Some investors rely on dividends for growing their wealth, and if you're one of those dividend sleuths, you might be intrigued to know that Compass Minerals International, Inc. (NYSE:CMP) is about to go ex-dividend in just 4 days. The ex-dividend date is usually set to be one business day before the record date which is the cut-off date on which you must be present on the company's books as a shareholder in order to receive the dividend. The ex-dividend date is of consequence because whenever a stock is bought or sold, the trade takes at least two business day to settle. Meaning, you will need to purchase Compass Minerals International's shares before the 8th of June to receive the dividend, which will be paid on the 20th of June.
The company's next dividend payment will be US$0.15 per share. Last year, in total, the company distributed US$0.60 to shareholders. Looking at the last 12 months of distributions, Compass Minerals International has a trailing yield of approximately 1.8% on its current stock price of $34.27. We love seeing companies pay a dividend, but it's also important to be sure that laying the golden eggs isn't going to kill our golden goose! As a result, readers should always check whether Compass Minerals International has been able to grow its dividends, or if the dividend might be cut.
Dividends are typically paid out of company income, so if a company pays out more than it earned, its dividend is usually at a higher risk of being cut. Compass Minerals International's dividend is not well covered by earnings, as the company lost money last year. This is not a sustainable state of affairs, so it would be worth investigating if earnings are expected to recover. Considering the lack of profitability, we also need to check if the company generated enough cash flow to cover the dividend payment. If Compass Minerals International didn't generate enough cash to pay the dividend, then it must have either paid from cash in the bank or by borrowing money, neither of which is sustainable in the long term. Compass Minerals International paid out more free cash flow than it generated - 112%, to be precise - last year, which we think is concerningly high. We're curious about why the company paid out more cash than it generated last year, since this can be one of the early signs that a dividend may be unsustainable.
Have Earnings And Dividends Been Growing?
When earnings decline, dividend companies become much harder to analyse and own safely. Investors love dividends, so if earnings fall and the dividend is reduced, expect a stock to be sold off heavily at the same time. Compass Minerals International was unprofitable last year and, unfortunately, the general trend suggests its earnings have been in decline over the last five years, making us wonder if the dividend is sustainable at all.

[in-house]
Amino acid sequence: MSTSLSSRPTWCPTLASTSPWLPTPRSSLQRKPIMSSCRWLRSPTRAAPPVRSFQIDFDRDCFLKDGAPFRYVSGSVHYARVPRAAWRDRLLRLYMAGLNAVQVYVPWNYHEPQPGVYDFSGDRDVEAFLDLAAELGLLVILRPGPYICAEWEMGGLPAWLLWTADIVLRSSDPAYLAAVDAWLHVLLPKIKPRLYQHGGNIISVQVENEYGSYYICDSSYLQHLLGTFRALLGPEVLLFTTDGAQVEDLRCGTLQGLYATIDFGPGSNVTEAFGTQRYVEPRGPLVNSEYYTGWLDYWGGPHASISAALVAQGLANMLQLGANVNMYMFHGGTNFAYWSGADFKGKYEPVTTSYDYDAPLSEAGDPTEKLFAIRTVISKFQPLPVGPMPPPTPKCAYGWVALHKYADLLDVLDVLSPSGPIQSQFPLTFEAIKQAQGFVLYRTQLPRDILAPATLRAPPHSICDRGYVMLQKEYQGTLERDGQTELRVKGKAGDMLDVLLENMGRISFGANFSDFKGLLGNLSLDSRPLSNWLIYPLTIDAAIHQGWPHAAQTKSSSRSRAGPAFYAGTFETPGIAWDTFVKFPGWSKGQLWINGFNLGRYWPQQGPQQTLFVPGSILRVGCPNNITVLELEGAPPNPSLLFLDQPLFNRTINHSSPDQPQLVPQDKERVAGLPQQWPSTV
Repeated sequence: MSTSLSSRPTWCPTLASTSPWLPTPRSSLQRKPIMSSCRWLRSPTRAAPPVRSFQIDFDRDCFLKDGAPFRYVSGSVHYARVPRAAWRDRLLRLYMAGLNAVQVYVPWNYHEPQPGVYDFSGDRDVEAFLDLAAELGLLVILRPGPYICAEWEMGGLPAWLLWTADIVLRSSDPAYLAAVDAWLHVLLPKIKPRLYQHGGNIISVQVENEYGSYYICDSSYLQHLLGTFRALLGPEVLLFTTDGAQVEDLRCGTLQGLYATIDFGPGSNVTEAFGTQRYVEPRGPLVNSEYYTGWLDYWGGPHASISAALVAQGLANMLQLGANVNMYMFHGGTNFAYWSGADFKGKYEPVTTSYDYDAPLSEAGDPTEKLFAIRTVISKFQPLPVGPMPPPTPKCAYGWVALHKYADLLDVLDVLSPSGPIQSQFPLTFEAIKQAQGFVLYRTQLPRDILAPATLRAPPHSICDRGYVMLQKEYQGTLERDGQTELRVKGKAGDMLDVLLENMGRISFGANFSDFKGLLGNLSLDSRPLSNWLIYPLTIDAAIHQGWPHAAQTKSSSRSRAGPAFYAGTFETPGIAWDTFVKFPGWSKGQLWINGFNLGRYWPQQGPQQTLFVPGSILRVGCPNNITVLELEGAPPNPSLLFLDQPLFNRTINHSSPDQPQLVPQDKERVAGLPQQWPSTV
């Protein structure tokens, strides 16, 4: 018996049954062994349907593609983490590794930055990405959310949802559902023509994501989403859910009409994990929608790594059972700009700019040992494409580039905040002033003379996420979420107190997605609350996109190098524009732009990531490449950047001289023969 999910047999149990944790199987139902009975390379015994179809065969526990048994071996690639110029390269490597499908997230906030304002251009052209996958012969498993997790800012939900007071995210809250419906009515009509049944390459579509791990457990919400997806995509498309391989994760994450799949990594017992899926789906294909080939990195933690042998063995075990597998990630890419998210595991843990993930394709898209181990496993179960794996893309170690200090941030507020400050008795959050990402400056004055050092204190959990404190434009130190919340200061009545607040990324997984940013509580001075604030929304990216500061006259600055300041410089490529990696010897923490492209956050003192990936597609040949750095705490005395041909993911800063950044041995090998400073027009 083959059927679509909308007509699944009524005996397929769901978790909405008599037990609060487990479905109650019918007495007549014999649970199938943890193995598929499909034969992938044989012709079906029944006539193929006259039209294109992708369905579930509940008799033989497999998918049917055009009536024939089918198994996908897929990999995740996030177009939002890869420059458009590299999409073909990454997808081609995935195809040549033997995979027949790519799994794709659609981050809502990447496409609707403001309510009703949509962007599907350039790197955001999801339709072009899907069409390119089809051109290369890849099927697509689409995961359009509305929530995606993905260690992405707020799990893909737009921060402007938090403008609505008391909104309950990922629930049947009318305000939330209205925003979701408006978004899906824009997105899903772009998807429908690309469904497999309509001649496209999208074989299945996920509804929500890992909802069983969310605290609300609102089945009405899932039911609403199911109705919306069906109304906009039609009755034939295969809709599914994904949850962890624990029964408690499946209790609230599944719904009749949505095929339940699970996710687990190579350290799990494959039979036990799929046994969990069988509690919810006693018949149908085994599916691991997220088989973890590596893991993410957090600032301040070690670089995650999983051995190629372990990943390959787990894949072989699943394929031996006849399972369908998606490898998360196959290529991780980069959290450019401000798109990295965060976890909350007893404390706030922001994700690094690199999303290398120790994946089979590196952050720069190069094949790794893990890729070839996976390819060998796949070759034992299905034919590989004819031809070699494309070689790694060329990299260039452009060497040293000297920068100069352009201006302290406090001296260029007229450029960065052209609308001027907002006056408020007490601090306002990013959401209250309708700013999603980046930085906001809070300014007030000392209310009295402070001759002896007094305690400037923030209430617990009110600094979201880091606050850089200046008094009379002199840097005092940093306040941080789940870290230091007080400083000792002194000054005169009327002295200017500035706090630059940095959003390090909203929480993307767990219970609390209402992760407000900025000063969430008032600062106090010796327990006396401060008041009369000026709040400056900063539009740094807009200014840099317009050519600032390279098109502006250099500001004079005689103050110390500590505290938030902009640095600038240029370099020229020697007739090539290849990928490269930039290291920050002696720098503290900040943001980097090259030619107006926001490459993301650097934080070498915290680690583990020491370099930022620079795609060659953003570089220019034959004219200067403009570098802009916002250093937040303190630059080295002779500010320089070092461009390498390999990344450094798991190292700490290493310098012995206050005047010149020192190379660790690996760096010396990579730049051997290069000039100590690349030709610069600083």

We'd also point out that Compass Minerals International issued a meaningful number of new shares in the past year. Trying to grow the dividend while issuing large amounts of new shares reminds us of the ancient Greek tale of Sisyphus - perpetually pushing a boulder uphill.
The main way most investors will assess a company's dividend prospects is by checking the historical rate of dividend growth. Compass Minerals International's dividend payments per share have declined at 11% per year on average over the past 10 years, which is uninspiring. It's never nice to see earnings and dividends falling, but at least management has cut the dividend rather than potentially risk the company's health in an attempt to maintain it.
We update our analysis on Compass Minerals International every 24 hours, so you can always get the latest insights on its financial health, here.
To Sum It Up
From a dividend perspective, should investors buy or avoid Compass Minerals International? First, it's not great to see the company paying a dividend despite being loss-making over the last year. Second, the dividend was not well covered by cash flow." With the way things are shaping up from a dividend perspective, we'd be inclined to steer clear of Compass Minerals International.
With that being said, if you're still considering Compass Minerals International as an investment, you'll find it beneficial to know what risks this stock is facing. To help with this, we've discovered 3 warning signs for Compass Minerals International (2 are concerning!) that you ought to be aware of before buying the shares.
Generally, we wouldn't recommend just buying the first dividend stock you see. Here's a curated list of interesting stocks that are strong dividend payers.
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This article by Simply Wall St is general in nature. We provide commentary based on historical data and analyst forecasts only using an unbiased methodology and our articles are not intended to be financial advice. It does not constitute a recommendation to buy or sell any stock, and does not take account of your objectives, or your financial situation. We aim to bring you long-term focused analysis driven by fundamental data. Note that our analysis may not factor in the latest price-sensitive company announcements or qualitative material. Simply Wall St has no position in any stocks mentioned.
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